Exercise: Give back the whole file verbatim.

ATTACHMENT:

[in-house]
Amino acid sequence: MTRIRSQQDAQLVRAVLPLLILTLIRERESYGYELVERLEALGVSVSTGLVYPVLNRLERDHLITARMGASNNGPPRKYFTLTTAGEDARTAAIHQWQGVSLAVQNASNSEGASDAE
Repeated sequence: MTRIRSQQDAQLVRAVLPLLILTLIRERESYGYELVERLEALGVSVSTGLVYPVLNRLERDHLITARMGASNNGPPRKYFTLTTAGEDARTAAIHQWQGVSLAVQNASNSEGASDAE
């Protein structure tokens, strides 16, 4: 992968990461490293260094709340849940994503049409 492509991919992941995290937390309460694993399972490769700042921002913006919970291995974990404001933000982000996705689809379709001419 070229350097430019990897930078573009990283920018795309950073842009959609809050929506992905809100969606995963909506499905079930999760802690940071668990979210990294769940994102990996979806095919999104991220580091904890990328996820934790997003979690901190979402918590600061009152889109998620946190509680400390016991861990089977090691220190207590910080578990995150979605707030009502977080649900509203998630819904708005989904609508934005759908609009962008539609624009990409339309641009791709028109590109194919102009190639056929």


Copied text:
[in-house]
Amino acid sequence: MTRIRSQQDAQLVRAVLPLLILTLIRERESYGYELVERLEALGVSVSTGLVYPVLNRLERDHLITARMGASNNGPPRKYFTLTTAGEDARTAAIHQWQGVSLAVQNASNSEGASDAE
Repeated sequence: MTRIRSQQDAQLVRAVLPLLILTLIRERESYGYELVERLEALGVSVSTGLVYPVLNRLERDHLITARMGASNNGPPRKYFTLTTAGEDARTAAIHQWQGVSLAVQNASNSEGASDAE
């Protein structure tokens, strides 16, 4: 992968990461490293260094709340849940994503049409 492509991919992941995290937390309460694993399972490769700042921002913006919970291995974990404001933000982000996705689809379709001419 070229350097430019990897930078573009990283920018795309950073842009959609809050929506992905809100969606995963909506499905079930999760802690940071668990979210990294769940994102990996979806095919999104991220580091904890990328996820934790997003979690901190979402918590600061009152889109998620946190509680400390016991861990089977090691220190207590910080578990995150979605707030009502977080649900509203998630819904708005989904609508934005759908609009962008539609624009990409339309641009791709028109590109194919102009190639056929």